Q: When a son divorces, should his family stay in contact with his ex-wife? The son has a new lady in his life, and almost every member of the family is keeping in contact with his ex. They lend her money and baby-sit their children, plus children that are hers and not the son’s.
It just seems like too much and makes things very difficult. What’s good ex-etiquette?
A: Reading between the lines, I suspect you are the “new lady,” and it sounds as if you don’t like your boyfriend’s family staying in touch with his ex. This is understandable because you probably want to build your own relationship with them, and it could feel like their involvement with her gets in the way.
There also may be the fear that they will always prefer her and you will remain second-best. Truth is, that may be true, but good ex-etiquette dictates that you stop comparing and work on your own relationship with them. They are doing the right thing by staying in touch with her. She is not just the ex of their son or brother, but also the mother of their grandchildren, nieces or nephews. If they want to see the children on a regular basis, it’s best to stay in good standing with both parents, if possible.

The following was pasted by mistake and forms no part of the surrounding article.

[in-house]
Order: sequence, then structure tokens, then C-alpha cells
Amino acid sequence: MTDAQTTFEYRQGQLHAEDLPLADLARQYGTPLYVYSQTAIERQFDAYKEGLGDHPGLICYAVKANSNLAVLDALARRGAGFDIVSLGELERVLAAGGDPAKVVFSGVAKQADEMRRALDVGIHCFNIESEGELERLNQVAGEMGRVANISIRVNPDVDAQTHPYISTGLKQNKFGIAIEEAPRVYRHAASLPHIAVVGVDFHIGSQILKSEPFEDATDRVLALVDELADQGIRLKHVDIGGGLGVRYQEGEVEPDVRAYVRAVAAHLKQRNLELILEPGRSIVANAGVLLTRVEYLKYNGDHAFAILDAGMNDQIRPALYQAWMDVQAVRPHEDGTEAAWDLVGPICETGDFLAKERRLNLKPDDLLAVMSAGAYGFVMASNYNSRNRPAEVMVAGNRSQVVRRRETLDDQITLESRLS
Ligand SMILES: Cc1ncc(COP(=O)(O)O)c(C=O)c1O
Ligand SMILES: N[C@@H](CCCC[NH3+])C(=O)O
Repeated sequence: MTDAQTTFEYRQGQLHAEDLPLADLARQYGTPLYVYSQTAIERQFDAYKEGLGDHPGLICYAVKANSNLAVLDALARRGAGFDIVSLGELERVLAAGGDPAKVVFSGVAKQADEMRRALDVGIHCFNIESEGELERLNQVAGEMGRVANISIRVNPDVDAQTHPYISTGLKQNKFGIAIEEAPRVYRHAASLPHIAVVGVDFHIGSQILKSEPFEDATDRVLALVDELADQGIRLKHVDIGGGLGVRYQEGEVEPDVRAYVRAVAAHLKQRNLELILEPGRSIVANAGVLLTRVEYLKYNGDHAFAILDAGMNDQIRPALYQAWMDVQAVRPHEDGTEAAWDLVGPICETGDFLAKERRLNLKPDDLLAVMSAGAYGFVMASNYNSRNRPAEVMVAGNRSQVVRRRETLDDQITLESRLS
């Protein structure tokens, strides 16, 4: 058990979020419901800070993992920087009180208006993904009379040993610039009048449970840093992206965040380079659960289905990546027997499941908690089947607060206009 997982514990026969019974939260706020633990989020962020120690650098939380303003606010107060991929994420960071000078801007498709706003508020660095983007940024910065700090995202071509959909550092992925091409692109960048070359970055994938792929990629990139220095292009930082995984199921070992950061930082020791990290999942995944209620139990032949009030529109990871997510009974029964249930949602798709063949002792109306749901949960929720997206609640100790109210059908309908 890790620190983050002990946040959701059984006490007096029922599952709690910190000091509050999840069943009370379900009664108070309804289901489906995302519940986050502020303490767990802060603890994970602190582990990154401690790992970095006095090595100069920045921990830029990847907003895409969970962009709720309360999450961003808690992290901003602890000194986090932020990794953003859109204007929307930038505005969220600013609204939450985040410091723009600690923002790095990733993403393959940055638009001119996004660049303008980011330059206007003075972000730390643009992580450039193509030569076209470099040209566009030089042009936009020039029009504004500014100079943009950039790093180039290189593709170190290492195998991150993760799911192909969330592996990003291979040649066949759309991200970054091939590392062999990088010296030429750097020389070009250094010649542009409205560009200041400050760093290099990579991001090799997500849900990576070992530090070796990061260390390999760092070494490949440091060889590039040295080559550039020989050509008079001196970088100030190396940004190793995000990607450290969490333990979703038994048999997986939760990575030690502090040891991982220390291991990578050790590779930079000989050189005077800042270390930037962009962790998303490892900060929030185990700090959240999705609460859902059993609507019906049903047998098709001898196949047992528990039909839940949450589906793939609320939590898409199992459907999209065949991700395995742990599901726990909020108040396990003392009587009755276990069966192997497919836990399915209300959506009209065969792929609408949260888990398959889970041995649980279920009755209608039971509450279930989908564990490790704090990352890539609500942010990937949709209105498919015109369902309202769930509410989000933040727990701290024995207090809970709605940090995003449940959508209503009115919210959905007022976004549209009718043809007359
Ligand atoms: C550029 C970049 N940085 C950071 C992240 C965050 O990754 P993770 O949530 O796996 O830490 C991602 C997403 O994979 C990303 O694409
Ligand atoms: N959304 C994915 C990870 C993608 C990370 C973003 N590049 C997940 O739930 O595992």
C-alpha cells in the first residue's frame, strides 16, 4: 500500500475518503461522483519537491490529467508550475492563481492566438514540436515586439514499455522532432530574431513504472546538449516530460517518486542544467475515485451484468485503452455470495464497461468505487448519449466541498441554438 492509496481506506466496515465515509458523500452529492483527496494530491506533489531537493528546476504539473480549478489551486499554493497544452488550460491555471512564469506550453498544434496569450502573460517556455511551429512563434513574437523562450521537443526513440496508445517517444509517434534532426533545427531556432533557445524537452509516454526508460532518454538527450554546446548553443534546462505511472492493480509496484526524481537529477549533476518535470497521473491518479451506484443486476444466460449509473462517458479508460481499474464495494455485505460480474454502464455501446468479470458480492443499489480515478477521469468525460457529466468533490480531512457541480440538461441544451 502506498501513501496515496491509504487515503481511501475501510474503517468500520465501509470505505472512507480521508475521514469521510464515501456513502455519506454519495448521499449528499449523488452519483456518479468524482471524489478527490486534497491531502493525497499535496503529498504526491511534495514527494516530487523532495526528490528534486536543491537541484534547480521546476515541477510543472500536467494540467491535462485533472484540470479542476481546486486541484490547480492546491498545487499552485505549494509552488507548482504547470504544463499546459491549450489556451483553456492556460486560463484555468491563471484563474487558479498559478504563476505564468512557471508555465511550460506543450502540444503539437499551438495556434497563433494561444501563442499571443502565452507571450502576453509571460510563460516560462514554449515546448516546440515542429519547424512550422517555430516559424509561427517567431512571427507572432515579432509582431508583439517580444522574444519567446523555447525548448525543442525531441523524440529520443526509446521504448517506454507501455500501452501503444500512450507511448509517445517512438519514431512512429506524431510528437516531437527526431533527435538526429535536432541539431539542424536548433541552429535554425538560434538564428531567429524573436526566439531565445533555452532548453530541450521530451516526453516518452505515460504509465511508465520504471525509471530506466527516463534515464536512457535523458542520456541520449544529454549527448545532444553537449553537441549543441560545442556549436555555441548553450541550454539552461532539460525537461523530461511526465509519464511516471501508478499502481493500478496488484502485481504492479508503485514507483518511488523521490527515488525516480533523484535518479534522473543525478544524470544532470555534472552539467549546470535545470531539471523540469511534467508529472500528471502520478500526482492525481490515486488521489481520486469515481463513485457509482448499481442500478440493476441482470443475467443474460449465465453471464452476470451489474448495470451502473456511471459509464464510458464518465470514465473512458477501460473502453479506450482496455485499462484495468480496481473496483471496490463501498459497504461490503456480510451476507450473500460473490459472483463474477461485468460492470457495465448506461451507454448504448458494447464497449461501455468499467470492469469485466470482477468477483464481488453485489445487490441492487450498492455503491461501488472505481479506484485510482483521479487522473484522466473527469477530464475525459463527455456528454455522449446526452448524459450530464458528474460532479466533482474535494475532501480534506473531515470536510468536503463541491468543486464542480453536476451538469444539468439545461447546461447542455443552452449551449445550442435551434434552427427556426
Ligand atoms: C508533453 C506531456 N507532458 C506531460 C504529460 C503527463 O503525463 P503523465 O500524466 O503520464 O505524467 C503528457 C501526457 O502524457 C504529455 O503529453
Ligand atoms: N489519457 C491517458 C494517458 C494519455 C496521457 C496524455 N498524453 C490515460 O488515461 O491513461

The fact that your boyfriend’s extended family accepts her children from a previous relationship as part of their family is commendable. His parents may be the only grandparents her children have, and those children have probably been raised as siblings to your boyfriend’s children. It’s not good ex-etiquette to expect these people to walk away from the mother of their grandchildren or from children they have unselfishly accepted because your boyfriend has broken up with their mother and now you are his girlfriend.
In terms of lending her money – that’s between her and them. Divorce complicates things financially, and they may be lending her money, once again, to help with the children. You probably don’t know the particulars and shouldn’t get involved.
Here’s a tip for how to use good ex-etiquette when problem-solving: Notice my answer began with an empathetic approach – I put myself in your shoes and empathized with your plight – that’s using Ex-Etiquette for Parents Rule No. 7. It helps when discussing things that the other person sees you understand their point of view. But then I shifted the rest of my answer to using the children as criteria for problem-solving: That’s using the primary rule of Good Ex-Etiquette for Parents – Rule No. 1: “Put the children first.” I no longer talked about how the choices made you feel; it was all about the kids. Once you remove yourself from the equation and use the best interest of the kids as the basis for problem-solving, the answers come much easier.
Looks as if you have been asked to be a new member of this club. But before you join, make sure you can follow the club bylaws without reservation.
Dr. Jann Blackstone is author of “Ex-etiquette for Parents: Good Behavior After Divorce or Separation.” Email her at the Ex-Etiquette website www.exetiquette.com at firstname.lastname@example.org.